Ancient roots, Modern branches

One of the sources of Unitarian Universalism is "Spiritual teachings of Earth-centered traditions which celebrate the sacred circle of life and instruct us to live in harmony with the rhythms of nature." This reflects a basic source of contemporary Paganism, too.

Modern Paganism draws from many cultures and traditions. One major influence is from European Earth-centered traditions celebrating the Wheel of the Year.

The following eight holidays, or Sabbats, mark the seasons of the Sun -- the Solstices, Equinoxes, and points in between in European traditions. The dates given below are customary; the exact astronomical dates may vary. The rhythm created by our planet circling the sun reflects the ever-flowing cycle of life and death. Through the eight Sabbats, many contemporary Pagans attune themselves to the creative forces of the Cosmos.


or Halloween (October 31)
This is the time of year the light noticeably fades. Pagans reflect on and review the past year and welcome the Celtic New Year. In this season, Pagans also honor death as a part of the sacred circle of life and remember those who have died.


the Winter Solstice (December 21)
This is the shortest day and longest night of the year. Pagans welcome the rebirth of the Sun with feasting, dancing, music and festivities. Decorations include wreaths, boughs of holly, mistletoe, evergreens, and lots of lights.


or Candlemas (February 2)
This is the time to celebrate the growing daylight. Pagans celebrate with candles and fire to symbolize the renewing power of the Sun's illumination in Nature and new beginnings in ourselves.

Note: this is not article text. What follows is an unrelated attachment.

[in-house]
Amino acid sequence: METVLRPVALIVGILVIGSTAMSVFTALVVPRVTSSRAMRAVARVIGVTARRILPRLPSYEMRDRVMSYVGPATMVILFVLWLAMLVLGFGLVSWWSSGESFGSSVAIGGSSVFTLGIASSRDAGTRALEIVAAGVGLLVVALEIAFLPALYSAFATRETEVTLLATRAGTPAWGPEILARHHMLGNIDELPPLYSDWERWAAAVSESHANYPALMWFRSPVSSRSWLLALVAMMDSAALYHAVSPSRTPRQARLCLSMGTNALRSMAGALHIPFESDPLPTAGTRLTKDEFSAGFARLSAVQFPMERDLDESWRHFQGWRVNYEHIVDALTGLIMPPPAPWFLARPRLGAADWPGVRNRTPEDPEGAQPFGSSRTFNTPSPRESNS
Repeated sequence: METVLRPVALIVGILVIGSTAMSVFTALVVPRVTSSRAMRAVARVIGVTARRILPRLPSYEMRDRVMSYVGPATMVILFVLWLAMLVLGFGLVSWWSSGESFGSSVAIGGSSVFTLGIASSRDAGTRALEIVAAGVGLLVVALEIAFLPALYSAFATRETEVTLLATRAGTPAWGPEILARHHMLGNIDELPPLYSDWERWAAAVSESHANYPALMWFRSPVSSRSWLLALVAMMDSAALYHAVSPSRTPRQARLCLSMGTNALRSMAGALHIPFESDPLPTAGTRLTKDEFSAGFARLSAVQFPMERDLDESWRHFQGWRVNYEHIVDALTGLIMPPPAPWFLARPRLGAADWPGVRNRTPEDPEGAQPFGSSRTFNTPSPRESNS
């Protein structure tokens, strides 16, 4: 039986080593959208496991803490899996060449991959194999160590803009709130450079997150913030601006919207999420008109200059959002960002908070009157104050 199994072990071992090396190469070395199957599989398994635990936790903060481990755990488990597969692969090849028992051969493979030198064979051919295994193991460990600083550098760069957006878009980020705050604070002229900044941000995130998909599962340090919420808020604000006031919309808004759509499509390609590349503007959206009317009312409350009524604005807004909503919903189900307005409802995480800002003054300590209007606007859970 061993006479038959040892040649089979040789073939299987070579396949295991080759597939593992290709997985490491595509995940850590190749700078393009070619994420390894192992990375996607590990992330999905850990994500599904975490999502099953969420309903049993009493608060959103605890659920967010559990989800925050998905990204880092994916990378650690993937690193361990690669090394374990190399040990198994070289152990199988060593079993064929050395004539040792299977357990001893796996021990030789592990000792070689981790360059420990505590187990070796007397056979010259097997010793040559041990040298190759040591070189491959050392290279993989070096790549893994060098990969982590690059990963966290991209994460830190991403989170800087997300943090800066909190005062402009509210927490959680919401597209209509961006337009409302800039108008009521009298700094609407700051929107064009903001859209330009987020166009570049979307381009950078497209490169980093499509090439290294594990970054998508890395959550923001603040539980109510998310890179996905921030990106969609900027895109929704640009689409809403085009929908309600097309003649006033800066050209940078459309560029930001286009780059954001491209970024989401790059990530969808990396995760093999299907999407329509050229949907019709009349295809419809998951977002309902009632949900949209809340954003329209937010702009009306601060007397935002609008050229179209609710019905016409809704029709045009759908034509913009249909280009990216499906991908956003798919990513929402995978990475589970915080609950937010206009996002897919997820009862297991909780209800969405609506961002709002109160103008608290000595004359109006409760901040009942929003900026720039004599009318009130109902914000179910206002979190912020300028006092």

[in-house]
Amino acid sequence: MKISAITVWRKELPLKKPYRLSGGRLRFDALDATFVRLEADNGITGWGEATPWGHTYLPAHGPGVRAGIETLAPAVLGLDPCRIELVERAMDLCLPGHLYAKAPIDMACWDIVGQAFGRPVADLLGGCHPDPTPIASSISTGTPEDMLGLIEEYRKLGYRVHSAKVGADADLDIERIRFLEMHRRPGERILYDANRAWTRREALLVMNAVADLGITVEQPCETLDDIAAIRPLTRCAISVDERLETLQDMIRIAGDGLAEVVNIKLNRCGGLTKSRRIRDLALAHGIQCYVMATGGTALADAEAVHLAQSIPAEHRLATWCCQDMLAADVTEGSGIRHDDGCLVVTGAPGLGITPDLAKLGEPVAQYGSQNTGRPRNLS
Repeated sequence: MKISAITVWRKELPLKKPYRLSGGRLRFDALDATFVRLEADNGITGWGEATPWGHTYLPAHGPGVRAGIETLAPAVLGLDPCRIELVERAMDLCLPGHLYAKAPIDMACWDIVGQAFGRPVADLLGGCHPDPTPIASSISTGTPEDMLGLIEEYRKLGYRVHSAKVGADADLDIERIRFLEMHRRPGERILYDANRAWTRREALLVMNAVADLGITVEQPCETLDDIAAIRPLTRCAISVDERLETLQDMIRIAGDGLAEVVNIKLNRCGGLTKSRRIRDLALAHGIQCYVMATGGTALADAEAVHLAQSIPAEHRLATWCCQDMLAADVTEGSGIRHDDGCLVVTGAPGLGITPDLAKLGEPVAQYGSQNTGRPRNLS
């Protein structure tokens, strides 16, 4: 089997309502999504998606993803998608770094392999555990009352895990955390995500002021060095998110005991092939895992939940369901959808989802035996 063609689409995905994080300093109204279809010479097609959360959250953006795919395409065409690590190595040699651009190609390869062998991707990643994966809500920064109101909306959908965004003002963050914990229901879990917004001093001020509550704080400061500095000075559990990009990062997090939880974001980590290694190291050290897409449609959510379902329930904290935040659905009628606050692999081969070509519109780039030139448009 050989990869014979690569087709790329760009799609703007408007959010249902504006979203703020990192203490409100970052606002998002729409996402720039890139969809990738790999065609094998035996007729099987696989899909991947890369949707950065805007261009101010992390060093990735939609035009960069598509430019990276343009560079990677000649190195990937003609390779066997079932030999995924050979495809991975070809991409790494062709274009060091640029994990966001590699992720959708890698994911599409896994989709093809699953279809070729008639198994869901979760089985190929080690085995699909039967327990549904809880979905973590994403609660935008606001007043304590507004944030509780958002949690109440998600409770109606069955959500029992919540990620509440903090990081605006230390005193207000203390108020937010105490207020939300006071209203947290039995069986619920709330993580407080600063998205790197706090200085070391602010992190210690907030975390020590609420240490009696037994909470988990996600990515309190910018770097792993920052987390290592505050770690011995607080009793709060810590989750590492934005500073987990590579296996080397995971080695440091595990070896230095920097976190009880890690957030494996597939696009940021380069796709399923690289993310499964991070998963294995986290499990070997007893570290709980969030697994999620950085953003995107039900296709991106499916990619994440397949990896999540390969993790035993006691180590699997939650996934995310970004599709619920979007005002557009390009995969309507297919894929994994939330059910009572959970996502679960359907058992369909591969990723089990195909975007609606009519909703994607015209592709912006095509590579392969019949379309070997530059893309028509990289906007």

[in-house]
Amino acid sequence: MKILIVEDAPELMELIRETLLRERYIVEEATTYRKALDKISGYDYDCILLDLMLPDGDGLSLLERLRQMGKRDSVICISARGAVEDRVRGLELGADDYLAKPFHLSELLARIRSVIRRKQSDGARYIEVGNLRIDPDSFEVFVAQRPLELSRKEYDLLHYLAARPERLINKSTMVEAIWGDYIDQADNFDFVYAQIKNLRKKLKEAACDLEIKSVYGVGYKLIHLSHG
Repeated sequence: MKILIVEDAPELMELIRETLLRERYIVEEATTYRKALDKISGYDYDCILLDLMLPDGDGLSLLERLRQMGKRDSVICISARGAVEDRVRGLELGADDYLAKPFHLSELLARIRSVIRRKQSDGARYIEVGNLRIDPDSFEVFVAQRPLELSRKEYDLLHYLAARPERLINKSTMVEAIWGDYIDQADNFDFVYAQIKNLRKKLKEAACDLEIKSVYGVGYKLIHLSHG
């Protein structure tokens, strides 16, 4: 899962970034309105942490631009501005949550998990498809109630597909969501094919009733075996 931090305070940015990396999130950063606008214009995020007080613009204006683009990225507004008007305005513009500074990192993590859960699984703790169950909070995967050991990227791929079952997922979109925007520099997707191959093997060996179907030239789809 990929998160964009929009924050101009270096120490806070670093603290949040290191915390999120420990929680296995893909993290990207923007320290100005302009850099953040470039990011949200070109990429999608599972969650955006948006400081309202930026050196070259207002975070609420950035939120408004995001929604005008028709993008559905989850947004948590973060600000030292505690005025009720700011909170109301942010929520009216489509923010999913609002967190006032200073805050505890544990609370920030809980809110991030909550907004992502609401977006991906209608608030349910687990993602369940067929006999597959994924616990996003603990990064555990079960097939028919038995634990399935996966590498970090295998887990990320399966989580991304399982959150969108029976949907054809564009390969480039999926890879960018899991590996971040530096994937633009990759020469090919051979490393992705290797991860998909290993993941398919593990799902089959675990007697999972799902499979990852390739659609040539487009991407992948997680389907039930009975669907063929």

the Spring Equinox (March 21)
On the first day of Spring, when day and night are balanced, Pagans honor that balance and seek it within while rejoicing in the stirrings of life in Nature.


or May Day (May 1)
This is the day for dancing around maypoles in honor of the fertility of the Earth made possible by the increased warmth of the Sun.


the Summer Solstice (June 21)
On the longest day of the year, with the Sun at its highest point in the sky, Pagans rejoice in the Sun's life-giving warmth and ability to make things grow.


or Lughnasad (August 1).
This is the time of year when plants first start to drop their fruits or seeds. With the days growing shorter, Pagans celebrate the bounty of the Earth with the first harvests of grains.


the Autumn Equinox (September 21)
Again the days and nights are of equal length and Pagans acknowledge the balance. This inaugurates a season of preparation and the transition from the ease of summer to the colder tasks of winter.

Through the joyous and thoughtful celebration of the rhythms of the solar cycle, we are reminded of our connection with each other and with All There Is. With Unitarian Universalists, Pagans affirm and promote "Respect for the interdependent web of all existence of which we are a part."



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